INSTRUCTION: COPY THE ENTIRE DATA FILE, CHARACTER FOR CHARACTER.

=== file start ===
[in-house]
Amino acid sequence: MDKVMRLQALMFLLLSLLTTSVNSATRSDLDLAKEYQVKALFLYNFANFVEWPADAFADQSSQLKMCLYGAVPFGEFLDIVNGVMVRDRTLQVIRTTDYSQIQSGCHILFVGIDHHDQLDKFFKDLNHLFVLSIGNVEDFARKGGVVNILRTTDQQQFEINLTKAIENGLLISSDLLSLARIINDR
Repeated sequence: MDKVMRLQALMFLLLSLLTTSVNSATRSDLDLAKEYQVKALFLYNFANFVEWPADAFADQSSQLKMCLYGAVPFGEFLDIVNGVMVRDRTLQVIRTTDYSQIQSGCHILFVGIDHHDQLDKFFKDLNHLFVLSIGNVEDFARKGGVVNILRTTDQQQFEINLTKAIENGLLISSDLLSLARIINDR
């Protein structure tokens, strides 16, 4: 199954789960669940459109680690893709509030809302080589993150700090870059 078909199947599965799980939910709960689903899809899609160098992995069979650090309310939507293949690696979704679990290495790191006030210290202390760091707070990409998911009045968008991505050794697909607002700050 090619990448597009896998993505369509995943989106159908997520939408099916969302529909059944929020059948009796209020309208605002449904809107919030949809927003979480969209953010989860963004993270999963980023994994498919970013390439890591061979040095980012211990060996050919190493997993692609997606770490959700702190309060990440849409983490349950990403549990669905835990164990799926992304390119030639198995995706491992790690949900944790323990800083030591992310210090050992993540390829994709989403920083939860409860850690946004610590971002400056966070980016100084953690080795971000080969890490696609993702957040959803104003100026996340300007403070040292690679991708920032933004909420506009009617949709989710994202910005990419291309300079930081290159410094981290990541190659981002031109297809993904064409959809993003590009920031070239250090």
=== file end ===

[in-house]
Amino acid sequence: MDKVMRLQALMFLLLSLLTTSVNSATRSDLDLAKEYQVKALFLYNFANFVEWPADAFADQSSQLKMCLYGAVPFGEFLDIVNGVMVRDRTLQVIRTTDYSQIQSGCHILFVGIDHHDQLDKFFKDLNHLFVLSIGNVEDFARKGGVVNILRTTDQQQFEINLTKAIENGLLISSDLLSLARIINDR
Repeated sequence: MDKVMRLQALMFLLLSLLTTSVNSATRSDLDLAKEYQVKALFLYNFANFVEWPADAFADQSSQLKMCLYGAVPFGEFLDIVNGVMVRDRTLQVIRTTDYSQIQSGCHILFVGIDHHDQLDKFFKDLNHLFVLSIGNVEDFARKGGVVNILRTTDQQQFEINLTKAIENGLLISSDLLSLARIINDR
């Protein structure tokens, strides 16, 4: 199954789960669940459109680690893709509030809302080589993150700090870059 078909199947599965799980939910709960689903899809899609160098992995069979650090309310939507293949690696979704679990290495790191006030210290202390760091707070990409998911009045968008991505050794697909607002700050 090619990448597009896998993505369509995943989106159908997520939408099916969302529909059944929020059948009796209020309208605002449904809107919030949809927003979480969209953010989860963004993270999963980023994994498919970013390439890591061979040095980012211990060996050919190493997993692609997606770490959700702190309060990440849409983490349950990403549990669905835990164990799926992304390119030639198995995706491992790690949900944790323990800083030591992310210090050992993540390829994709989403920083939860409860850690946004610590971002400056966070980016100084953690080795971000080969890490696609993702957040959803104003100026996340300007403070040292690679991708920032933004909420506009009617949709989710994202910005990419291309300079930081290159410094981290990541190659981002031109297809993904064409959809993003590009920031070239250090």